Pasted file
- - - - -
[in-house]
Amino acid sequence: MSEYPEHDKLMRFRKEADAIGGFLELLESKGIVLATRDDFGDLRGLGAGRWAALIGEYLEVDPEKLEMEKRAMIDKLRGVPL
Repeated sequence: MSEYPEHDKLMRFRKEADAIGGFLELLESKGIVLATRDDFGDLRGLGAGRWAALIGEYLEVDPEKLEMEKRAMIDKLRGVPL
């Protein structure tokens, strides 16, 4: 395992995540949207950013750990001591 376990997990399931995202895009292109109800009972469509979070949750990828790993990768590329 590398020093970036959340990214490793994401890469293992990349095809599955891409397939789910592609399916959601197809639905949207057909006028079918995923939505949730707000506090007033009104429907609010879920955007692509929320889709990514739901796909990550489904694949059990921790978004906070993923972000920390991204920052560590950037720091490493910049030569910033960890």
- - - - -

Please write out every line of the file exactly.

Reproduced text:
[in-house]
Amino acid sequence: MSEYPEHDKLMRFRKEADAIGGFLELLESKGIVLATRDDFGDLRGLGAGRWAALIGEYLEVDPEKLEMEKRAMIDKLRGVPL
Repeated sequence: MSEYPEHDKLMRFRKEADAIGGFLELLESKGIVLATRDDFGDLRGLGAGRWAALIGEYLEVDPEKLEMEKRAMIDKLRGVPL
């Protein structure tokens, strides 16, 4: 395992995540949207950013750990001591 376990997990399931995202895009292109109800009972469509979070949750990828790993990768590329 590398020093970036959340990214490793994401890469293992990349095809599955891409397939789910592609399916959601197809639905949207057909006028079918995923939505949730707000506090007033009104429907609010879920955007692509929320889709990514739901796909990550489904694949059990921790978004906070993923972000920390991204920052560590950037720091490493910049030569910033960890």